My old maths teacher used to repeat the mantra to us in our A-level (Leaving Cert.) classes
“what does assuming do, boy? It makes an ASS of yoU and ME.”
And so we were taught to never assume something and always to prove it from first principles. But years go on, and in Christian circles, people often wonder why we preach the same message (with variations) to each other so often. But when one of my good friends in Cork, who has recently found faith, is getting highly disillusioned with the church and indeed with the human species at large, I’m reminded that we need to remind each other that humans are fallen creatures. No-one, even your greatest hero of faith, is worth ultimate trust.
And then another of my friends in Cork said this to me the other month:
“Sure, Peter, I read somewhere recently that there aren’t really any unreached peoples anymore, because of the internet and all that.”
I was shocked.
Here was a mission-minded young person who’d been on mission trips abroad lots, saying that there weren’t “unreached” peoples.
And then two lasses who’d done our graduate intern and discipleship program in the UK, were sitting next to me over dinner last week as we met up again, and they said:
“It was only recently that we heard of unreached peoples and their need. It’s very fresh to us and what you’re saying is very different to the way most people talk.”
Clearly in writing a blog about a theology of travel, I’d assumed something fairly major. That people would come here with a great knowledge of missional needs, and a passion to act. But it appears I’m back assuming things, and that even my heart must be reminded of this great world need:
to participate in God’s great mission in this world, through the means He chooses, in the way He wants, is one of the greatest joys known to mankind (and to Him!). As we share in his out-ward-looking heart for all nations or more specifically peoples (“ethne”), we’ll be enthralled by glimpsing a small part of His hand at work in this world, largely through His children (the bride, the Church) sharing of their groom (His Son).
But first let me ask some of you to part company with me on this road I’m about to travel on, to unreached shores, if you think Christianity is not good news worth sharing. For example:
- if you assume that getting people to think for themselves about what they believe is not worth it (“Come let us reason together, says the Lord”)
- if you assume truth can’t be known exhaustively before it is shared (can I ask you how you came to this conclusion about even this statement you shared with me?!)
- if you assume that giving society a framework for pluralism is not helpful (the Triune God: completely united, yet utterly different within His being – find me a worldview that has that at it’s heartbeat and you should find a very real tolerance)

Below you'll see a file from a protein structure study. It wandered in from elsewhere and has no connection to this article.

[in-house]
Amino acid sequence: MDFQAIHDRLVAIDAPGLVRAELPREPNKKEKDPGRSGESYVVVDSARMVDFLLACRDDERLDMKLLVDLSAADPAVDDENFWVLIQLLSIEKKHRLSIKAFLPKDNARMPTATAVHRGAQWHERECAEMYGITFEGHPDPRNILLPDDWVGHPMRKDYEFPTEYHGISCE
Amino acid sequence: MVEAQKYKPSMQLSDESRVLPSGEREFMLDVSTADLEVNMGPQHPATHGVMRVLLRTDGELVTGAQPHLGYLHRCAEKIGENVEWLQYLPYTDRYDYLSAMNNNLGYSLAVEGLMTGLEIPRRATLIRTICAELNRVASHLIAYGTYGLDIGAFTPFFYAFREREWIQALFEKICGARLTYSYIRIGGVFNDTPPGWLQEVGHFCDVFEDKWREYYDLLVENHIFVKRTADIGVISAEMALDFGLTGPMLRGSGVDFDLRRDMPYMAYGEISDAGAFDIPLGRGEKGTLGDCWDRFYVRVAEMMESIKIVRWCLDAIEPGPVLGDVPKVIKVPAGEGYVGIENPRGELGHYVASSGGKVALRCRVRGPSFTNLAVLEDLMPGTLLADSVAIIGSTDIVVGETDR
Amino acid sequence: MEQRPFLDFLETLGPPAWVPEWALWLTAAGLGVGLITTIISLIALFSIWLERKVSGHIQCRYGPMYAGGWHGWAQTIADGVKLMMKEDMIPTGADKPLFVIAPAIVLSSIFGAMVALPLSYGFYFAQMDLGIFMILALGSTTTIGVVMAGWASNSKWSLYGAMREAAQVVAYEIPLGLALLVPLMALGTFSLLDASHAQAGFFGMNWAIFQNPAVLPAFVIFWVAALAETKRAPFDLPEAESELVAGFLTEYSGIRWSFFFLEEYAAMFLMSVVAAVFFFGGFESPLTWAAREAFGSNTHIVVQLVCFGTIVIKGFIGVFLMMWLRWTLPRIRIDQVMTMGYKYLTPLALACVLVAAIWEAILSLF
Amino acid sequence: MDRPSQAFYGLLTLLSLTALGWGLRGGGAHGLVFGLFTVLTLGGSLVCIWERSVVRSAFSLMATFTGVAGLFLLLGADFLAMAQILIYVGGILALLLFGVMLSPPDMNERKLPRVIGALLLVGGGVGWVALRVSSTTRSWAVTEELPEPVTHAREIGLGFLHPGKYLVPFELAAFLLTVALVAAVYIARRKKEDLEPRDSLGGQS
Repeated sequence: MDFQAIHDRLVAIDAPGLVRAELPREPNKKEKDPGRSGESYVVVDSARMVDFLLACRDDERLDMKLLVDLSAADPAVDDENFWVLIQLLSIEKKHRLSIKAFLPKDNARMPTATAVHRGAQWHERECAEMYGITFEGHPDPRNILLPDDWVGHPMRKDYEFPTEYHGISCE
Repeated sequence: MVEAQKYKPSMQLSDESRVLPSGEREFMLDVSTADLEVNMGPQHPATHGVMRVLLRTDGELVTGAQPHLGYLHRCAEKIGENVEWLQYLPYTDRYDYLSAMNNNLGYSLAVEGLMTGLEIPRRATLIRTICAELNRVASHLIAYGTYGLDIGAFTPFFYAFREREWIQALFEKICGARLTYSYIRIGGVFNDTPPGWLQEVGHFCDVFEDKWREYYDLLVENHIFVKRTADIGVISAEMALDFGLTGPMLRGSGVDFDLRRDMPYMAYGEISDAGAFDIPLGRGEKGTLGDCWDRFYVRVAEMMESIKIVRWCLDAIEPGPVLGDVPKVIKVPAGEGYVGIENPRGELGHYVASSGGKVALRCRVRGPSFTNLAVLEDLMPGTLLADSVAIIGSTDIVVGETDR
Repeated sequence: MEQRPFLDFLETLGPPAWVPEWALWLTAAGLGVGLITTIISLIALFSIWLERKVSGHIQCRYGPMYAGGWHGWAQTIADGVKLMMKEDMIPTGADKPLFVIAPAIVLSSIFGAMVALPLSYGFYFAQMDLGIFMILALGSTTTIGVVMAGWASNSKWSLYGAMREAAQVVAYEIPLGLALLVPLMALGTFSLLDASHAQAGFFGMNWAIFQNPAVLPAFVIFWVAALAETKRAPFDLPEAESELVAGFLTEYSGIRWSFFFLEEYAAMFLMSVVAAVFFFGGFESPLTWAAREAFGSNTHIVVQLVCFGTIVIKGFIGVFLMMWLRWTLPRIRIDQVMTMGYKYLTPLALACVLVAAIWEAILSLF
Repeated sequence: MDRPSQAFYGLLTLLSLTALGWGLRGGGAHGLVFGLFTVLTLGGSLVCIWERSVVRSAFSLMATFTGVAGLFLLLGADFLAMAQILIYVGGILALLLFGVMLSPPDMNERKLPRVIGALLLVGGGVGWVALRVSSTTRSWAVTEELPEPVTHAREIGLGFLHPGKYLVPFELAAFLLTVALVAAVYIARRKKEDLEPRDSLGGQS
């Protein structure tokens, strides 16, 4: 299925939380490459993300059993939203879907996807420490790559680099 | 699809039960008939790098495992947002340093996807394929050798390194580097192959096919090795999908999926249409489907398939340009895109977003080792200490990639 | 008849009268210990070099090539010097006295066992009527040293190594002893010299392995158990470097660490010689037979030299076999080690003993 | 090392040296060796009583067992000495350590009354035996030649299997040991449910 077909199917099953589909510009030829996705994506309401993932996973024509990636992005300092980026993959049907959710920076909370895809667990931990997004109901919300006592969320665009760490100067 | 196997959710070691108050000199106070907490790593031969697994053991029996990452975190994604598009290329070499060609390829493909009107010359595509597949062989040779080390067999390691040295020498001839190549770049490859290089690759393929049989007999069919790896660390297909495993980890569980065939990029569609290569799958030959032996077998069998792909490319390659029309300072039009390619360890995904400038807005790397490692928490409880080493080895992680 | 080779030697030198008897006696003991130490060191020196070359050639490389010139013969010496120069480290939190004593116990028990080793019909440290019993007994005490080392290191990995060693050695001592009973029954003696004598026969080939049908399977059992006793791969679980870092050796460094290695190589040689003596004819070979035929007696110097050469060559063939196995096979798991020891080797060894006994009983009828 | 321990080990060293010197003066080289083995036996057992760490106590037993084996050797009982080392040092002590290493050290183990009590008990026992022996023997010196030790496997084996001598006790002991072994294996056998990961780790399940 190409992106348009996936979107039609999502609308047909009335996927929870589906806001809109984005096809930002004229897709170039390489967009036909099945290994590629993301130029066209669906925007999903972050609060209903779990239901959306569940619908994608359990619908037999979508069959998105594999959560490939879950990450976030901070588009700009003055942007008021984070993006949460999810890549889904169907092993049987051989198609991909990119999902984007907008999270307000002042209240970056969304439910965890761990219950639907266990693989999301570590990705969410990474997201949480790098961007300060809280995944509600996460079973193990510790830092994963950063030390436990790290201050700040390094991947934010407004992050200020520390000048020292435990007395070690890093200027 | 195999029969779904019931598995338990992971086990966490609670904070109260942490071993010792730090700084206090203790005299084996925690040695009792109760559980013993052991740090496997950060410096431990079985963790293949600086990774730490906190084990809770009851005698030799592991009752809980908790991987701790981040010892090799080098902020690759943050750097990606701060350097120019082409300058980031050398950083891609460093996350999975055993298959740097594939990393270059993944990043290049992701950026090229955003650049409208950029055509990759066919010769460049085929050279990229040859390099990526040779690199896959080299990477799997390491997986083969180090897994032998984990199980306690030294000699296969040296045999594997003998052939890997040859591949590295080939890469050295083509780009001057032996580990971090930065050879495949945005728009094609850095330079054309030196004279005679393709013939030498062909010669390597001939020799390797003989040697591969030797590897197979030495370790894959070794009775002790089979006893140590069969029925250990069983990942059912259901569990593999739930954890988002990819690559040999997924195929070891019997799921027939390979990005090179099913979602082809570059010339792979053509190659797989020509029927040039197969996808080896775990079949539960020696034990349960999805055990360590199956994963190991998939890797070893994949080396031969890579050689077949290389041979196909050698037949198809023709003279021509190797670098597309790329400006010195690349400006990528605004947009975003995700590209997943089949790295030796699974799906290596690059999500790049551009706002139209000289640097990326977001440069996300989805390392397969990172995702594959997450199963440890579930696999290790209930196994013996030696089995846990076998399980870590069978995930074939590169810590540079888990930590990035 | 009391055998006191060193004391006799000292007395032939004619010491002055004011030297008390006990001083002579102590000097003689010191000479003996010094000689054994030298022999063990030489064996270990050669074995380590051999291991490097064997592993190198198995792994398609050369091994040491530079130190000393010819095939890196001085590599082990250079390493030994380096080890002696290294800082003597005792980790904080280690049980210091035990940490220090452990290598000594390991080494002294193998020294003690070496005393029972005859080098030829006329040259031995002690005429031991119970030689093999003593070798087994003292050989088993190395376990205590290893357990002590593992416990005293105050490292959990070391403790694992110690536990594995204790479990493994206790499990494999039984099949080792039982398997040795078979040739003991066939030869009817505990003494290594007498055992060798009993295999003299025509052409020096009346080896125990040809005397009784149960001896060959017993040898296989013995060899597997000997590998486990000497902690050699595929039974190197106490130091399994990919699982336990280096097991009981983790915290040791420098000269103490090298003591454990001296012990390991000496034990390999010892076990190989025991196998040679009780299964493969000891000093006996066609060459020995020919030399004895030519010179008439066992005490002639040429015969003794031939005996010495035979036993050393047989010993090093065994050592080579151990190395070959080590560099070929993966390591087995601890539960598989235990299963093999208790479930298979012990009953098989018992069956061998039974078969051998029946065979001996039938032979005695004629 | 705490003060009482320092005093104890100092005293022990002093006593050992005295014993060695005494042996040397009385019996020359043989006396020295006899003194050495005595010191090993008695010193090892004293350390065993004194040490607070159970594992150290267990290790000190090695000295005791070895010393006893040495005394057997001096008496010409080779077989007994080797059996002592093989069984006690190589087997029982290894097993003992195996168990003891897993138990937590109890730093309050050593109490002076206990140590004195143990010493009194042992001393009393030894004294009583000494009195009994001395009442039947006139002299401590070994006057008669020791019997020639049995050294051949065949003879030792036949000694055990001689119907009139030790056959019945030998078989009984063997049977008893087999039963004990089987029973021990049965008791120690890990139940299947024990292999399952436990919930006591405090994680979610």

- if you assume that the Christian core teachings are something not to be emulated (yes, plenty of worldviews teach the golden rule to love each other as we love ourself, but few ground it in the central reality of a God who lays down His life for His people, and a people who morally ought to do the same)
- If you assume that the way the Bible gives all humans equal status in this world is not a worthy bedrock to teach people
- if you assume and feel that the Christian sexual ethic isn’t a life-enhancing one for everyone, and so you daren’t explore with those who’ve found the opposite
- if you assume that the repulsive way some professing Christians (including some major churches) have lived out what a faith should look like, is what faith is like (because don’t worry, a forgery banknote means there are no real banknotes out there)
- if you assume that we’ll all, despite His warning otherwise, be able to impress God on the day of judgement by our amazingness, and so we’ll all be alright in the end
- if you assume that thankfulness is not a good motivator in life, and you don’t want a forgiven people, overflowing with thankfulness and gratitude, trying to live that our in life.
- and if you assume that there’s no conclusive evidence for Jesus, and conclude that despite the evidence for His existence, His resurrection and the changed lives He gave, is all nonsense and this type of god doesn’t exist anyway
Given we’ll probably have a very few readers left reading, perhaps we may proceed tomorrow. Don’t worry, you’ll find our numbers will drop sharply again. Enjoy a night sleeping with a fairly large group in the world’s population called the evangelical Church. Hundreds of million of us. Together. Nice and snug and growing in number.
Comforting, eh? Sleep tight! See you in the morning!